Aswan Forum: Fostering Africa’s ownership of its peace and security agenda

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Between December 11 and 12, 2019, the inaugural meeting of the Aswan Forum for Sustainable Peace and Development under the theme: “An Agenda for Sustainable Peace, Security and Development in Africa,” was held in Aswan, Egypt

 

African leaders at the inaugural Aswan Forum for Sustainable Peace and Development in Aswan, Egypt    Photo credit: Aswan Forum

 

One of the greatest threats to Africa`s immense potential for growth is the myriads of armed conflicts currently swaying in various parts of the continent; these conflicts which include the Boko Haram insurgency in the Lake Chad region, separatist armed insurgencies around the territories of Niger, Mali and Burkina Faso, the Al Shabab militant group operations in East and Horn of Africa regions as well as Al-Qaeda in the Islamic Maghreb (AQIM) operations in the Sahel and Maghreb regions, amongst others.

These series of interconnected conflicts have been recognized as constituting one of the greatest impediments to achieving peace and stability in Africa, including the successful realization of the African Union’s Agenda 2063, whose Aspiration 4 seeks for sustainable peace, security and development in Africa.  Consequently, the continent remains one of the world’s most conflict burdened region with millions of Africans currently displaced all across the continent.

It was in recognition of the critical importance of attaining sustainable peace and stability on the continent that the AU came up with the Silencing the Guns in Africa campaign – one of the flagship projects under the First Ten Year Implementation Plan (FTYIP) of Agenda 2063.  The campaign is aimed at achieving a conflict-free continent i.e ending all wars, civil conflicts, Gender-Based Violence (GBV), human rights violations in Africa, by 2020.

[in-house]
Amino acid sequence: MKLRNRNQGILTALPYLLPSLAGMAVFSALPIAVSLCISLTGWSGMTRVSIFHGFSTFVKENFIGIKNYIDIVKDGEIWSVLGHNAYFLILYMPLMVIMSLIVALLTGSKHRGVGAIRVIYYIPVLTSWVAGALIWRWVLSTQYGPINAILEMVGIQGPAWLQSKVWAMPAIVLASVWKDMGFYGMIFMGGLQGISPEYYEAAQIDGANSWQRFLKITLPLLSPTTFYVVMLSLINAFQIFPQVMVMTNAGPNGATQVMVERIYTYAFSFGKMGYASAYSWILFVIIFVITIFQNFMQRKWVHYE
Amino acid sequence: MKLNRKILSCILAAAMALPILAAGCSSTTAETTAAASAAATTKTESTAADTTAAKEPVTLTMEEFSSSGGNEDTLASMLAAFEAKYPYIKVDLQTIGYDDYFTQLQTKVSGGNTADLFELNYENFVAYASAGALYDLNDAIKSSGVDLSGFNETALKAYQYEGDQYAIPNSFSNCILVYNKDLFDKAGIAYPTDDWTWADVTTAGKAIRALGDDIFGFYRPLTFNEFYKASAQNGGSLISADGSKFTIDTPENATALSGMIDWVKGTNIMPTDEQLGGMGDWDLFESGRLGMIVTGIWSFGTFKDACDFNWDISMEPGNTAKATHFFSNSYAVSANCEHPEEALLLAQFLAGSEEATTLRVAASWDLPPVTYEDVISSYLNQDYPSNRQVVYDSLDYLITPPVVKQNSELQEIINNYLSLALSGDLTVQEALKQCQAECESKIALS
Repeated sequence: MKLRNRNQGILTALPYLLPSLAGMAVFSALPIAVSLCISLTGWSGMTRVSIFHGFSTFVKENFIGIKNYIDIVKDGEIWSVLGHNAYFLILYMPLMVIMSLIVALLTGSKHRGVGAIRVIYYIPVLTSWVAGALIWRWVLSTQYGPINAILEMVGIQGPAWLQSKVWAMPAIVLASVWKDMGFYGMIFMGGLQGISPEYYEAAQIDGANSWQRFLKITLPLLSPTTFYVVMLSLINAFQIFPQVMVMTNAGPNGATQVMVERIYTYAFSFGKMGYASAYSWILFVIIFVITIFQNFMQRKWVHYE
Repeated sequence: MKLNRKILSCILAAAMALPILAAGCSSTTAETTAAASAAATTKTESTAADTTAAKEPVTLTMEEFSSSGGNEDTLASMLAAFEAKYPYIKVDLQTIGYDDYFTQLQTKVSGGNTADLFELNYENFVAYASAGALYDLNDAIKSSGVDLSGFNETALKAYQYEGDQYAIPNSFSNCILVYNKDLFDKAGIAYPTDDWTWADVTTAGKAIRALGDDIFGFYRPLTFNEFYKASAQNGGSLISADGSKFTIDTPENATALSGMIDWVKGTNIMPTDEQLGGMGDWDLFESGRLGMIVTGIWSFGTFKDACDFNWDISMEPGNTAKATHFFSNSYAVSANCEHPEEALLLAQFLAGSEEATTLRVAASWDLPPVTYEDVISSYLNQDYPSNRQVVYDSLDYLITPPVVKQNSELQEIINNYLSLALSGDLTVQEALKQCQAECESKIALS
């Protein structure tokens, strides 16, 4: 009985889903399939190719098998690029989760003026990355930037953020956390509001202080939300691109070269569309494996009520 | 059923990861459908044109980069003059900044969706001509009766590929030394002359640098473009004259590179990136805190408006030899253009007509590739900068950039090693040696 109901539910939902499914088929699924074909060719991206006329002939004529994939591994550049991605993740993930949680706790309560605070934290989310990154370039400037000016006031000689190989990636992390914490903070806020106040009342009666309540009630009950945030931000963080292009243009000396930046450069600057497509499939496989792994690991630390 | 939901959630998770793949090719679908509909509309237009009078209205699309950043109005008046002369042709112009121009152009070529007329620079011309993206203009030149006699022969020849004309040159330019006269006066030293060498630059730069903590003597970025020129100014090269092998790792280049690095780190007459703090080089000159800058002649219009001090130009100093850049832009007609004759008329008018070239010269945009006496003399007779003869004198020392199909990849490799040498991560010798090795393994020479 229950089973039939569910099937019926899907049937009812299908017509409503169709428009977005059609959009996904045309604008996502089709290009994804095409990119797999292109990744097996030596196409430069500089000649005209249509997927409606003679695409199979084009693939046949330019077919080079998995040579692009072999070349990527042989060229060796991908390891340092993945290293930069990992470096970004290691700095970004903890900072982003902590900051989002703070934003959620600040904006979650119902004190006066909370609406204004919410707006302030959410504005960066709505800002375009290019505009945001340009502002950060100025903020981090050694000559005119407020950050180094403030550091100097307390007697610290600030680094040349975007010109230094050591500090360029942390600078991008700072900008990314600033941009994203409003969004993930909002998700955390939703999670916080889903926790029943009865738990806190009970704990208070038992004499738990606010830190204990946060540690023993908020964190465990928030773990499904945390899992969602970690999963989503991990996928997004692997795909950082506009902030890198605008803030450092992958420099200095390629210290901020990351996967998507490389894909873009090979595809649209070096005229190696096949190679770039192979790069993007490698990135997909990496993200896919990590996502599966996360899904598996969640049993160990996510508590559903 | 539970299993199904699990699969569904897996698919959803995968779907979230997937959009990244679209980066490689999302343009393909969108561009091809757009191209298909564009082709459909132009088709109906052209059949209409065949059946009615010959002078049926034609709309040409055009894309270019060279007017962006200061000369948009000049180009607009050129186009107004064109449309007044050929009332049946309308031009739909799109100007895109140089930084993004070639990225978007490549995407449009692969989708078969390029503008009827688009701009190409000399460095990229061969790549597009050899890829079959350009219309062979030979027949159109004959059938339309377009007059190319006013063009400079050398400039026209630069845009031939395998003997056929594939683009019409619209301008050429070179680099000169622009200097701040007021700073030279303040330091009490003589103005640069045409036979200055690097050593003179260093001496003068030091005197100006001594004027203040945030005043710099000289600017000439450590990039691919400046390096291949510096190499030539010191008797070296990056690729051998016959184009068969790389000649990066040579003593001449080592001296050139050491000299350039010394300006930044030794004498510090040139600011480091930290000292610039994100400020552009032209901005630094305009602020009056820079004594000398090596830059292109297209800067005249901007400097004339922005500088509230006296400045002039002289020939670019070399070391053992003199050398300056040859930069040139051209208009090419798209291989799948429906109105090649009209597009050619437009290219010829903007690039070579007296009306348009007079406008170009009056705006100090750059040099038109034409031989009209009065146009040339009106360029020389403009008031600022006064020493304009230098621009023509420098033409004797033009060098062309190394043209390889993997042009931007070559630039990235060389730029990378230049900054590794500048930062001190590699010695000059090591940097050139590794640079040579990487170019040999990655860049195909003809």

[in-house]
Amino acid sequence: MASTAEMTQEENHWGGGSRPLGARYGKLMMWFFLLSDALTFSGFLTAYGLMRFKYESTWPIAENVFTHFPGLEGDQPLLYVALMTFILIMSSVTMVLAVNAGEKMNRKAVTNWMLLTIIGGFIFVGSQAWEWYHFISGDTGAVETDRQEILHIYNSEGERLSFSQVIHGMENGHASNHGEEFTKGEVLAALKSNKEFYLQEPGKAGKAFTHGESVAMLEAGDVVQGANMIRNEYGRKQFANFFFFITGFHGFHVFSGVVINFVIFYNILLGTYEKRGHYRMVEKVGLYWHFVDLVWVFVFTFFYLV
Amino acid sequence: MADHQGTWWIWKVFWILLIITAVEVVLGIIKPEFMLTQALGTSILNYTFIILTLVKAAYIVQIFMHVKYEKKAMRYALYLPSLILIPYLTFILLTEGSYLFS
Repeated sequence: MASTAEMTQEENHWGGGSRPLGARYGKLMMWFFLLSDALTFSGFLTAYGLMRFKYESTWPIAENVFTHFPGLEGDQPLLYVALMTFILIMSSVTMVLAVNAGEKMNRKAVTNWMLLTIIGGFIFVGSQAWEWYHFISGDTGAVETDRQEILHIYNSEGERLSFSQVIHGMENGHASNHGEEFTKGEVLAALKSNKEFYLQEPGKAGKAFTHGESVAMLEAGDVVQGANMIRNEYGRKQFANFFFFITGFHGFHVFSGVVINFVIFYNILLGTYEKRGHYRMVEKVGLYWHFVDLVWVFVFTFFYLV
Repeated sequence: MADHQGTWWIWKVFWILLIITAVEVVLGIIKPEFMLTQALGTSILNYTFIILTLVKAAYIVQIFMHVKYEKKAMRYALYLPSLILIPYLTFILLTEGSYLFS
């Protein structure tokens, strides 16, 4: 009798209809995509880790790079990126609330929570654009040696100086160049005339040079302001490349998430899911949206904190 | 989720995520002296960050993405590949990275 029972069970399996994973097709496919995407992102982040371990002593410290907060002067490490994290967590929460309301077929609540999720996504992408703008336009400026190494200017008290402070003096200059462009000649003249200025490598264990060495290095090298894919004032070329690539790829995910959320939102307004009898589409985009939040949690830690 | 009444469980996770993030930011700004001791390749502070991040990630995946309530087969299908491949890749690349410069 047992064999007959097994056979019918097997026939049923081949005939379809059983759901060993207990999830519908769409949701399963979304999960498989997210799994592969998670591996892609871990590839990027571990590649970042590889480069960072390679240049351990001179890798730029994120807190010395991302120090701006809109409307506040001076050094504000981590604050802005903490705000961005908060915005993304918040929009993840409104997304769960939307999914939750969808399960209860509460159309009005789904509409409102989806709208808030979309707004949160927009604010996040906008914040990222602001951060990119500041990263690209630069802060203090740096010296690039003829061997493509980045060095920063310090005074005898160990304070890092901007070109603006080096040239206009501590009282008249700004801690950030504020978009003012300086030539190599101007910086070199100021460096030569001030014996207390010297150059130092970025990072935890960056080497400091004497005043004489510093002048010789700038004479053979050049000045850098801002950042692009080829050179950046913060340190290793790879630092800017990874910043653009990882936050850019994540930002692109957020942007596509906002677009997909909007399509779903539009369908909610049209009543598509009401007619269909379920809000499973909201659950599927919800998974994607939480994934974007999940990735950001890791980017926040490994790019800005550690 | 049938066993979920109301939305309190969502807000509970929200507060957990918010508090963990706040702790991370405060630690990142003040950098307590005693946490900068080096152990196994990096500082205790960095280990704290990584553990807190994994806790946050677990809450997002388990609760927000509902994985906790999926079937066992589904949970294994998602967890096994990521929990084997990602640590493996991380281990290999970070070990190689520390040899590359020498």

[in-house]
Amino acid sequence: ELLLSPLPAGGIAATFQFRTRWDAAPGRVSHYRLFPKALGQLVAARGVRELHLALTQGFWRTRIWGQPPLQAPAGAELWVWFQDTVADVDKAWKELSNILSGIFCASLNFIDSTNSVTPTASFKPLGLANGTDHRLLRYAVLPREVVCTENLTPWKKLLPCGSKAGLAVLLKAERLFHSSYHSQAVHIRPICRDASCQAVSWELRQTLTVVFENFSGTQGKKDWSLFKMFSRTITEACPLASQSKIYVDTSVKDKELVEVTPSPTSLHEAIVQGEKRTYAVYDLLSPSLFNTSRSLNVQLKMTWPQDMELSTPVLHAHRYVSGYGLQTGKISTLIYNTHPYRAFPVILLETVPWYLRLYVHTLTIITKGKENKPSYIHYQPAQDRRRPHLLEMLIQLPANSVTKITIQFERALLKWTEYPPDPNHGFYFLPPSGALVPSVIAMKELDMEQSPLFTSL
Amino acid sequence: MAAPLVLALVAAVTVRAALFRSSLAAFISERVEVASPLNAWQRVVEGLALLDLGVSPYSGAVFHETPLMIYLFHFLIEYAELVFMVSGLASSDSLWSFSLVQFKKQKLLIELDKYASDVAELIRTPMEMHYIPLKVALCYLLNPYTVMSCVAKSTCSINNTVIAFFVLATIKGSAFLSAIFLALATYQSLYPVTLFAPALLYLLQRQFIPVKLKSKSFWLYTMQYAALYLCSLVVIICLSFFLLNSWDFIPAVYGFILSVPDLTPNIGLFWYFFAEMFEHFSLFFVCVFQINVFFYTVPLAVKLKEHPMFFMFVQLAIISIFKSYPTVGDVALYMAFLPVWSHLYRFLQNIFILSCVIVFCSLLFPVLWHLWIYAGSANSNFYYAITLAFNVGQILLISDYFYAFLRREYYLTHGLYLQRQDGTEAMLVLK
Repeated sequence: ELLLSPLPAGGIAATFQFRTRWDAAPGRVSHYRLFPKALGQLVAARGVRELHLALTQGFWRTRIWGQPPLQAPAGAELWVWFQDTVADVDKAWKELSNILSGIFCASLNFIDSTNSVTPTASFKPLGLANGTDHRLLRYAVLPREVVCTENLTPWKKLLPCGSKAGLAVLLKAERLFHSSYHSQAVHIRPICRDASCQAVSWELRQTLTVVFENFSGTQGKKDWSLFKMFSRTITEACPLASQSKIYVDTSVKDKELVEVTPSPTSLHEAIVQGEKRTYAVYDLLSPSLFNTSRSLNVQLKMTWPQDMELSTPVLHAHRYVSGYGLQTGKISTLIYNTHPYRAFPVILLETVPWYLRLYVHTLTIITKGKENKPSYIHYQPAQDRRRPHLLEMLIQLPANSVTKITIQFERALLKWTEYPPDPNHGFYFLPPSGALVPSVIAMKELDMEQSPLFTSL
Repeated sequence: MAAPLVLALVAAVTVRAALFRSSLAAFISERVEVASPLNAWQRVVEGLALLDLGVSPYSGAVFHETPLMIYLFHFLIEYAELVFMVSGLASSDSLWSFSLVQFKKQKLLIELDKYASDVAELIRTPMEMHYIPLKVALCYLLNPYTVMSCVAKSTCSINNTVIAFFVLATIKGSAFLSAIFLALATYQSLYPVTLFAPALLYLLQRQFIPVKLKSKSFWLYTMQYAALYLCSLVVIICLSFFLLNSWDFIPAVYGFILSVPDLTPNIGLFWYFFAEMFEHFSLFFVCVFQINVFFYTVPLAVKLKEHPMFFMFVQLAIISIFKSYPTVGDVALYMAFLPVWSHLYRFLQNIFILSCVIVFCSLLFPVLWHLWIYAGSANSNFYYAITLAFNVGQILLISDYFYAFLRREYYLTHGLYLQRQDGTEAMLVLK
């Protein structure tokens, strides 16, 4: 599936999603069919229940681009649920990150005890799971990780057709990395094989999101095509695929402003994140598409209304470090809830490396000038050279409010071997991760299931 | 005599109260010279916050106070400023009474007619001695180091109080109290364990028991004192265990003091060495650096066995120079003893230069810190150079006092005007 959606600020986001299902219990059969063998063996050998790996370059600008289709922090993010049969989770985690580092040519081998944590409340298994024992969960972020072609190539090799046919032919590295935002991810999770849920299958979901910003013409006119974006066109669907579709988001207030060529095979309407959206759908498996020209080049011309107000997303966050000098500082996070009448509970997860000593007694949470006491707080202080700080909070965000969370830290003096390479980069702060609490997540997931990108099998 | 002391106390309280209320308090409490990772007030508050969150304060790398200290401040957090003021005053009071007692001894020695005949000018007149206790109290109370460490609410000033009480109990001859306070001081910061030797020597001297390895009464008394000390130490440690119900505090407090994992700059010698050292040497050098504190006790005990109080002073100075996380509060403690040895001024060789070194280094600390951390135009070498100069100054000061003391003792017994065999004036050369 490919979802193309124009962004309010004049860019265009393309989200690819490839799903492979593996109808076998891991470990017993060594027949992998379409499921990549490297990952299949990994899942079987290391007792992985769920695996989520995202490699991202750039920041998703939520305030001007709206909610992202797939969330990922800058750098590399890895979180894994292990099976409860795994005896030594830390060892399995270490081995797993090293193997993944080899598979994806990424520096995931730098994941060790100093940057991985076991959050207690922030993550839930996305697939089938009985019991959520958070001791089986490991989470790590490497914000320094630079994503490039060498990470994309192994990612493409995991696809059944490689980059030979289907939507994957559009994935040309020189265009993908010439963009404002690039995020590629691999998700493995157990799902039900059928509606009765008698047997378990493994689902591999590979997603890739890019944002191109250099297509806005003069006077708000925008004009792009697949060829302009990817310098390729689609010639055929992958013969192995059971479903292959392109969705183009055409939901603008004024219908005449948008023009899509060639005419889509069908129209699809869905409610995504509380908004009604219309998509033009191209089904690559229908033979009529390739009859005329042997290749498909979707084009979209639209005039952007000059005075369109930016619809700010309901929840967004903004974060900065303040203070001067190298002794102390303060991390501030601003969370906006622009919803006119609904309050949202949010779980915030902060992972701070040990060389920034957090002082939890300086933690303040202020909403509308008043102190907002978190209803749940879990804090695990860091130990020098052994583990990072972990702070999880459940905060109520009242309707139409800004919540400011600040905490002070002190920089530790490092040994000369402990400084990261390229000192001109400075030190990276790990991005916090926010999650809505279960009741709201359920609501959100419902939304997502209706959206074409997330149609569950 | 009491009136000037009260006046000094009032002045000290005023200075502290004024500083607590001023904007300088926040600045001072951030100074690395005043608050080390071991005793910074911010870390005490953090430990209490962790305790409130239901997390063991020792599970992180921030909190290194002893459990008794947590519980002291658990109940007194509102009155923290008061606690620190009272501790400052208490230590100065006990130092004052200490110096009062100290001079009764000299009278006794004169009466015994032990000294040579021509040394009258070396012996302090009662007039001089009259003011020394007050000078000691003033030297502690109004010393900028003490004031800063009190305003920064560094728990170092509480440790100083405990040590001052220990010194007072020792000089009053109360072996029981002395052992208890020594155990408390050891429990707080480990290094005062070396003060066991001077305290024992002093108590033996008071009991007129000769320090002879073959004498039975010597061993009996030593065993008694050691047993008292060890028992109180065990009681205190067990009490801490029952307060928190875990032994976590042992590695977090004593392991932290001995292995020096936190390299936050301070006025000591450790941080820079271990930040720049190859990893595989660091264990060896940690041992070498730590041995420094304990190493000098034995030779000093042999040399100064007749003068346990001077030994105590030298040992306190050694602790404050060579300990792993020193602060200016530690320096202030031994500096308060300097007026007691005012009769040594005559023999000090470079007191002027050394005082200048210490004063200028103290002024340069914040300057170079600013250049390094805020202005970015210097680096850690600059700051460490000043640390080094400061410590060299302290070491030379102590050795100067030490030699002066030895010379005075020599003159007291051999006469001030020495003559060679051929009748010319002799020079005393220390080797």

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It was also on this premise, upon Egypt’s assumption of the chairmanship of the African Union, President of the Arab Republic of Egypt H.E. Abdelfattah el-Sisi, announced the launch of the Aswan Forum for Sustainable Peace and Development: a unique platform for conversations on the nexus between peace, security and development in Africa.

The inaugural Aswan Forum, which featured the signing of an agreement between AU and Egypt on Egypt’s hosting of the African Union Center for Post-Conflict Reconstruction and Development (AUC-PCRD), further consolidates Egypt’s role as champion of post-conflict reconstruction and development in Africa. Scheduled to be held December of every year, the Forum aims to address the interrelationship between sustainable peace and development as well as championing Africa-led solutions to the continent’s myriads of security challenges, by strengthening policies-practices linkages.

Held December 11 – 12, 2019, in Aswan, Egypt, delegates at the well-attended maiden Aswan Forum deliberated on the greatest threats to peace and security on the African continent. It had in attendance high-level African leaders including some African Heads of State and Government as well as representatives of various regional, continental and global multilateral organizations, private sector and civil society.

“[The Forum] provided national, regional, and international actors and stakeholders with a unique opportunity to take stock of current opportunities and challenges of achieving peace, security and development in Africa, so as to develop context specific and action-oriented recommendations and tools to advance the implementation of sustainable development and sustaining peace agendas in Africa,” says the Aswan Forum.